Germany provides US$92 million for development in Kenya

Germany provides US$92 million for development in Kenya Olkaria III geothermal power plant, Kenya
Alexander Richter 20 Mar 2010

Germany contributes US$92 million for geothermal development in Kenya.

In news from Africa, “The Kenyan government says it has plans to construct more geothermal power plants to generate 280 megawatts of electricity.

Energy Minister Kiraitu Murungi said the plants which will be built over the next 3 years by the Kenya Electricity General Company (KenGen) will cost the government 1.4 billion US dollars and the German government will provide 71 million euros towards the construction of the plants.

“I wish to encourage the continuous research, collaboration, capacity building and a collective voice in the development of this resource.

“Our success will be measured by the number of geothermal wells we sink, the tons of steam and megawatts we provide for electricity generation,” Murungi said.

Speaking during a regional stakeholders meeting in Nairobi, the minister said the onus was on the region to develop mechanisms that will increase productivity and connectivity affordability in the region where electricity demand is overwhelming and the cost is prohibitive.

“The Kenyan government has taken deliberate steps to harness our potential in excess of 7,000 MW of electricity out of which we are exploiting a mere 167MW,” Murungi told the stakeholders.

He noted that was why the government has formed the Geothermal Development Company (GDC) as a special purpose vehicle to make geothermal an attractive investment.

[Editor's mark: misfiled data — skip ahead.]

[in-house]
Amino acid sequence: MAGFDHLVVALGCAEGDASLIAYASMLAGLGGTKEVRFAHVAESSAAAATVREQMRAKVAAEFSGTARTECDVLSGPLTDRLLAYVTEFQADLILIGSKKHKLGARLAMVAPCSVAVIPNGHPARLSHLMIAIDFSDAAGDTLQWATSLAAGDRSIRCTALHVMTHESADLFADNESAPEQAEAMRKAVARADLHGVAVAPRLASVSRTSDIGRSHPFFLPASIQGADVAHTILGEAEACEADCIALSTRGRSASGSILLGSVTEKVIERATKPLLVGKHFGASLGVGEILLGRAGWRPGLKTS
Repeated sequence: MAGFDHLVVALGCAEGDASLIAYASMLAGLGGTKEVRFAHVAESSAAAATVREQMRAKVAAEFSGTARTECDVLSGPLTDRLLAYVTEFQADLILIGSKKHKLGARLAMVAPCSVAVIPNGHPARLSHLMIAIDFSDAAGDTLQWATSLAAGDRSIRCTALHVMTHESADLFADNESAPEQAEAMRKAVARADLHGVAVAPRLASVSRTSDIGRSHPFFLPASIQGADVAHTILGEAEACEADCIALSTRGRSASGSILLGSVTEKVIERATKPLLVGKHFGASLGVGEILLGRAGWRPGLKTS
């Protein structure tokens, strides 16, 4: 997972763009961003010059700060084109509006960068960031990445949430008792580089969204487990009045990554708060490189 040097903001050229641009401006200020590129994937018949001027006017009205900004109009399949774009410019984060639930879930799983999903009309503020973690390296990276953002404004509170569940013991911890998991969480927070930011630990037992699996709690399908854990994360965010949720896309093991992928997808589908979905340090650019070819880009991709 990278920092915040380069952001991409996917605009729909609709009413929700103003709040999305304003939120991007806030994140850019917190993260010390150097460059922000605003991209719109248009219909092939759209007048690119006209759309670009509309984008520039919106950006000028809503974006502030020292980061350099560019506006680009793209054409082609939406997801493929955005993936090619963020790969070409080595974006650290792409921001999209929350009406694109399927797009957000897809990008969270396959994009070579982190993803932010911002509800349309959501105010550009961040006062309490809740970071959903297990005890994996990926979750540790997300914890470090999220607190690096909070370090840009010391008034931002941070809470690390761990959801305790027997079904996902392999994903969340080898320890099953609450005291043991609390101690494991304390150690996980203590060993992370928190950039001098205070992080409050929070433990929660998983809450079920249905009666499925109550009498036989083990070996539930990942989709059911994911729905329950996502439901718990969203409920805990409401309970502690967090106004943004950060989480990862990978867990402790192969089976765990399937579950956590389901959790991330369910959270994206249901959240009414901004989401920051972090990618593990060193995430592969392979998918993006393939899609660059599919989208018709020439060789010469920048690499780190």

GDC is tasked with developing steam fields and selling geothermal energy for electricity generation while the government will finance risks associated with the exploration.

Kenya is investing in cheaper geothermal power generation to reverse the energy crisis caused by high fuel prices and over- dependence on water-driven power production.

During the KenGen initial public offering in 2006, investors were promised that the government would take over the risky exploration and drilling venture, which quite often yield zero results.

Kenya has a potential of 3,000 to 4,000 megawatts (MW) for geothermal generation and the focus is now on developing the vast resources to increase power output to meet demand rising at 8 percent annually.

Geothermal electricity can be delivered to consumers at about 4 Kenyan shillings per kilowatt-hour compared to 10-15 shillings for other sources.

Murungi said the east African nation is fast-tracking its plan to boost renewable energy as hydro power increasingly becomes unreliable due to erratic rains.

The envisaged 20-year plan to boost the country’s power by 2, 000 megawatts has been turned to a three-year “crash programme”.

In adopting renewable energy, Kenya hopes to reap added gains of turning the country into a green economy.

“We need to educate the public of its benefits, and encourage policy makers and private investors to support this sector.

“It’s my hope too that development partners will continue to support our efforts,” he said.

The East African nation gets 75 per cent of its electricity from dams, a third is fuel-generated and the rest comes from geothermal.

The private sector now accounts for just 12 percent of the country’s power supply.

Industrialists have blamed the high cost of locally produced goods on expensive electricity tariffs.

By June 2012, according the minister, the country will have boosted its energy capacity by up to 2,000MW through geothermal, wind, bio-fuel, solid waste and coal-driven power plants.”

Source: Coast Week